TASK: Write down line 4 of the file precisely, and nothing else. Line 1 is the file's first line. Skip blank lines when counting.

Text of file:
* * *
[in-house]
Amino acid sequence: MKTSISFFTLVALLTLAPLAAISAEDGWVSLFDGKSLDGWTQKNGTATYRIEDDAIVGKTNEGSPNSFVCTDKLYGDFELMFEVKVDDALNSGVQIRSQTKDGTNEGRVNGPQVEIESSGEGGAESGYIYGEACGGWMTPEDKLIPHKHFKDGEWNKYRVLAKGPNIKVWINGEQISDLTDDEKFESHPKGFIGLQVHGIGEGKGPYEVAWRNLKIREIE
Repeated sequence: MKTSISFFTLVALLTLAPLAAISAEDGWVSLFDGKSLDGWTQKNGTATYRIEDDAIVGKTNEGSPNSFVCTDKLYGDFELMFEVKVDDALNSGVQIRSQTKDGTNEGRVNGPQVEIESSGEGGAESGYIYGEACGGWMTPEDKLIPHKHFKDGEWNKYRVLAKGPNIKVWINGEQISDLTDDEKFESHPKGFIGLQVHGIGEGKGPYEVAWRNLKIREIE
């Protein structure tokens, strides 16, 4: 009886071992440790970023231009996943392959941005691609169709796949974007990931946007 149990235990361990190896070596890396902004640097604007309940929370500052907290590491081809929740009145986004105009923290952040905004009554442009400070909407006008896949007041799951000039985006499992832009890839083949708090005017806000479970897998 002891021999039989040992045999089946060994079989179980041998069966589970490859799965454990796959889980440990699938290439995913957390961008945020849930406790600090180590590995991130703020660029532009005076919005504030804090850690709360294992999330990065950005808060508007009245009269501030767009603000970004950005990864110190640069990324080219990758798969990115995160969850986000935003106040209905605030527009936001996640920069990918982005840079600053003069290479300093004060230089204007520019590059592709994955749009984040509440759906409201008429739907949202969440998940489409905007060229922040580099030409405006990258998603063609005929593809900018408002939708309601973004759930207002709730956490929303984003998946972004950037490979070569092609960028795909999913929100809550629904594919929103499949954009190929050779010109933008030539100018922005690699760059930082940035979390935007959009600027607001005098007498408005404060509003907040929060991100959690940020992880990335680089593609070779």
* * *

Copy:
């Protein structure tokens, strides 16, 4: 009886071992440790970023231009996943392959941005691609169709796949974007990931946007 149990235990361990190896070596890396902004640097604007309940929370500052907290590491081809929740009145986004105009923290952040905004009554442009400070909407006008896949007041799951000039985006499992832009890839083949708090005017806000479970897998 002891021999039989040992045999089946060994079989179980041998069966589970490859799965454990796959889980440990699938290439995913957390961008945020849930406790600090180590590995991130703020660029532009005076919005504030804090850690709360294992999330990065950005808060508007009245009269501030767009603000970004950005990864110190640069990324080219990758798969990115995160969850986000935003106040209905605030527009936001996640920069990918982005840079600053003069290479300093004060230089204007520019590059592709994955749009984040509440759906409201008429739907949202969440998940489409905007060229922040580099030409405006990258998603063609005929593809900018408002939708309601973004759930207002709730956490929303984003998946972004950037490979070569092609960028795909999913929100809550629904594919929103499949954009190929050779010109933008030539100018922005690699760059930082940035979390935007959009600027607001005098007498408005404060509003907040929060991100959690940020992880990335680089593609070779």